Beginners Guide to Vegetable Patches
Sometimes we look out at our gardens and just think it looks a bit average, starting a vegetable patch can really change that mindset. It is something which will get you out into the garden more, something your children can enjoy, it is perfect to grow your own food and be more sustainable and it will help you appreciate nature.
Here are some top tips for creating and growing your own veggie patch!
- Location: Have your vegetable patch in the sun as it will need at least 5 hours of sunlight per day to flourish. The location also needs to be sheltered from the wind as more fragile vegetables will not be able to grow. Ensure it is away from other plants as to discourage slugs who will eat your yummy veg!
- Soil: You will need to dig over your soil, removing all stones and weeds, roots and stems to stop them from regrowing. If your soil is mostly clay that is good because it is fertile but it is also heavy and wet, so try adding some ‘horticultural grit’ from the garden centre to break it up. If your soil is sandy it will be less fertile as it doesn’t hold as much water, try adding plenty of compost or manure (which is already rotting) to improve the soil. Another great addition is soil conditioner.
- Depth: Dig deep at least a spade of depth but more if possible. If your soil is shallow you can add soil on top or deepen it by creating a raised bed.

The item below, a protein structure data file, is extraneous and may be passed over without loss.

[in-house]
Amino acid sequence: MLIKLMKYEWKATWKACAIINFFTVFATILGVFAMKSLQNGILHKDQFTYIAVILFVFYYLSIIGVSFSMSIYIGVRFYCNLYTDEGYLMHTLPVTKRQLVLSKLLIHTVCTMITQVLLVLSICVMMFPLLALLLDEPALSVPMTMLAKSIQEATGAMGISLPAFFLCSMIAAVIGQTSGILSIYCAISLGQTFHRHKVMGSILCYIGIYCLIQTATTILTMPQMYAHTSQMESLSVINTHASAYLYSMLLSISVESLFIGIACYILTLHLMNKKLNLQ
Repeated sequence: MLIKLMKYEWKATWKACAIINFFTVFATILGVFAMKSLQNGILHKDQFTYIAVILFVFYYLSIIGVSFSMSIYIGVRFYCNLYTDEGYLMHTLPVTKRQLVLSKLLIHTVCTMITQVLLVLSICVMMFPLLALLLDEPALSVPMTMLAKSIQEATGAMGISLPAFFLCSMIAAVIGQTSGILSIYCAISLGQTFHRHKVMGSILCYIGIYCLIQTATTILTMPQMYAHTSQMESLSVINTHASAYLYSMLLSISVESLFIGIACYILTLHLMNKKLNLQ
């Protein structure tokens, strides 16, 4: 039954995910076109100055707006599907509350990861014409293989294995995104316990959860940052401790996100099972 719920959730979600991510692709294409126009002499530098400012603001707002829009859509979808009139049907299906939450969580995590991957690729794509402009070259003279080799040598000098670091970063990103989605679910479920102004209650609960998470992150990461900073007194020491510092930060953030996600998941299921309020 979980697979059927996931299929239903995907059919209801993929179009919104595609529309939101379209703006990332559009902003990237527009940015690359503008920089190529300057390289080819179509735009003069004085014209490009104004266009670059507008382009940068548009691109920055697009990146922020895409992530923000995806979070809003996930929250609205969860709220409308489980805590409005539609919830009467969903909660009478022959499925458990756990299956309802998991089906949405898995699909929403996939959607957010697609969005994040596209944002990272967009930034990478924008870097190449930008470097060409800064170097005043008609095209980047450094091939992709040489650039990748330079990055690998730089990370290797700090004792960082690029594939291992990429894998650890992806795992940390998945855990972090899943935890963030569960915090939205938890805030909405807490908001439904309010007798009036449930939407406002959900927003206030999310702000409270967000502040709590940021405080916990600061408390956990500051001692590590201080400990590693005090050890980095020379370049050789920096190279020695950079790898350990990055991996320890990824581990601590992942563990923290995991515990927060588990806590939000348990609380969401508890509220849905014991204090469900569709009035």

- Space: Your vegetables need space to grow and get big so don’t overcrowd them.
- Indoor Planting: If you don’t have a garden or want to begin your journey as a vegetable grower more slowly try potting indoors. Some plants are happier to be grown indoors especially during the harsh winters. Try herbs!
- Companion Flowers: If you want to get technical and feel like you’ve aced everything so far you can plant companion flowers alongside your vegetables to encourage growth and discourage pests.
- What To Grow: Below is a list of the easiest vegetables to grow for beginners:
- Salad leaves
- Leafy greens such as spinach and kale
- Cherry tomatoes
- Broad beans
If you’d like more information on this visit Sarah Raven’s website here as she details about how to grow these and which varieties are best.